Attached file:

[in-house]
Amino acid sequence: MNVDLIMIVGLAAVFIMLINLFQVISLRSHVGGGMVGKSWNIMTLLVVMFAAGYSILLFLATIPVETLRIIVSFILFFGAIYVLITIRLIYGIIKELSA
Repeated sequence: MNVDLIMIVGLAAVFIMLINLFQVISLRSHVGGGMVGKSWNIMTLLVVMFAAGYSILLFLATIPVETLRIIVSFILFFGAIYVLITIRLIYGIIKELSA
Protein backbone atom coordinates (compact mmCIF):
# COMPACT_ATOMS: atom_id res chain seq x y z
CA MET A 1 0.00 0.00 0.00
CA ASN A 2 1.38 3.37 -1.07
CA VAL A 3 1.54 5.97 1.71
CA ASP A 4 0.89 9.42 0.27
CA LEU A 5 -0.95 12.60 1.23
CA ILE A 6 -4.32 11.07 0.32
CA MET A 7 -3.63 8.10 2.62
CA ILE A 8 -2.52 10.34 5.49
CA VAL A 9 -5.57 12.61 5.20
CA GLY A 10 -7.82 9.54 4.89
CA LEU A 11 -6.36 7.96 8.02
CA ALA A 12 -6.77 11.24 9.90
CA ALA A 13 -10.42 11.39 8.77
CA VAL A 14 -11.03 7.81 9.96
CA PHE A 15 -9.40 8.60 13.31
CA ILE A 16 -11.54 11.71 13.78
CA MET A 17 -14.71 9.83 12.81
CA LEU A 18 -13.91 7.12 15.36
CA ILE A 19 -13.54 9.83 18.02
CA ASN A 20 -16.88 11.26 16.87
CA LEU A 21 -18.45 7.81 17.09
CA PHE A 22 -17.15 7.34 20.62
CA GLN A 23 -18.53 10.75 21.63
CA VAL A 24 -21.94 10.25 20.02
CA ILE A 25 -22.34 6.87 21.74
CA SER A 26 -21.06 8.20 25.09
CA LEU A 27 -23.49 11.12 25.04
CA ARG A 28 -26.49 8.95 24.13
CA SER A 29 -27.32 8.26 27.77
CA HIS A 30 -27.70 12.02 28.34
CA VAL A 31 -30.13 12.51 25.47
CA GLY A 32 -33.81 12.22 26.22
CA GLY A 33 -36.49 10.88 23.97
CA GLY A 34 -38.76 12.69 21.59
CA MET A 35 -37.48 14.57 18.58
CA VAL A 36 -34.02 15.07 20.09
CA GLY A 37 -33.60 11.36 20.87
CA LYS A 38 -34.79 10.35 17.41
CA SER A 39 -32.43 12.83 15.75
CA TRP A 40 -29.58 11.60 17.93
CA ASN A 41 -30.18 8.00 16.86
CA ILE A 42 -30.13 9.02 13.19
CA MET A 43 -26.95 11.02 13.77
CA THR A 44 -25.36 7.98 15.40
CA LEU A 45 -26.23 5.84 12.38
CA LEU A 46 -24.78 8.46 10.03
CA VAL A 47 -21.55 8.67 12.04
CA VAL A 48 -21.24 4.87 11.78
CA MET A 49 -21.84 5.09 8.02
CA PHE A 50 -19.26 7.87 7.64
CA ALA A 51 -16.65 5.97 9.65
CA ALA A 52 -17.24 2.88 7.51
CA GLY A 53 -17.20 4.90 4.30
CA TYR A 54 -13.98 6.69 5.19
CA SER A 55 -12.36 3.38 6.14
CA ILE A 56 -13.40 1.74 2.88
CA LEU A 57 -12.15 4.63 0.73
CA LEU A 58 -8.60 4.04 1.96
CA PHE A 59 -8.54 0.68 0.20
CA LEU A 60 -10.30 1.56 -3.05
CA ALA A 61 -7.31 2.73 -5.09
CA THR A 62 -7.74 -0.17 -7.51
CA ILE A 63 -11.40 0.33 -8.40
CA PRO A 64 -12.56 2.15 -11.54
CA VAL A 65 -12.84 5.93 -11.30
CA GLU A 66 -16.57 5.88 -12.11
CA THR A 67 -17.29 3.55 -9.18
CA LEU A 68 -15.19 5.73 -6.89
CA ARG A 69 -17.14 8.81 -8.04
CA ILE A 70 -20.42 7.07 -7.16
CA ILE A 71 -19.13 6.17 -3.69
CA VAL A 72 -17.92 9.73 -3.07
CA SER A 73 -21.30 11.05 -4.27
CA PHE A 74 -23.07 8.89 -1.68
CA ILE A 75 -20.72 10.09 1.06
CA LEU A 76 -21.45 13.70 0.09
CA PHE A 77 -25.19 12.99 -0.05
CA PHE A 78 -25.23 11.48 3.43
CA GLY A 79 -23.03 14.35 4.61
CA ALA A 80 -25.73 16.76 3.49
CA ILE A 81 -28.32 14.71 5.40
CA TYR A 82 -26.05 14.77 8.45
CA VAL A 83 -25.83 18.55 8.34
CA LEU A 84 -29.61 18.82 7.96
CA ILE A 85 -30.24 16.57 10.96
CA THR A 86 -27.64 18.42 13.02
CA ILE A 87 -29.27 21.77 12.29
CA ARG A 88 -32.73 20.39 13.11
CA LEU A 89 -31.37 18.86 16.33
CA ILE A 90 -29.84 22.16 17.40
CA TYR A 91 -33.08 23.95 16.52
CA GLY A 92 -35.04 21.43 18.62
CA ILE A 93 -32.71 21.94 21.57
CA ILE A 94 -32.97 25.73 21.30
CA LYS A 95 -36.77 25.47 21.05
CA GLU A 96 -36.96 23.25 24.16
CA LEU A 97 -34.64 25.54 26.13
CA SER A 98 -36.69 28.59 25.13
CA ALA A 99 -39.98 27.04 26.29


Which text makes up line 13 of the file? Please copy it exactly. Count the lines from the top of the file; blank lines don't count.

CA ILE A 8 -2.52 10.34 5.49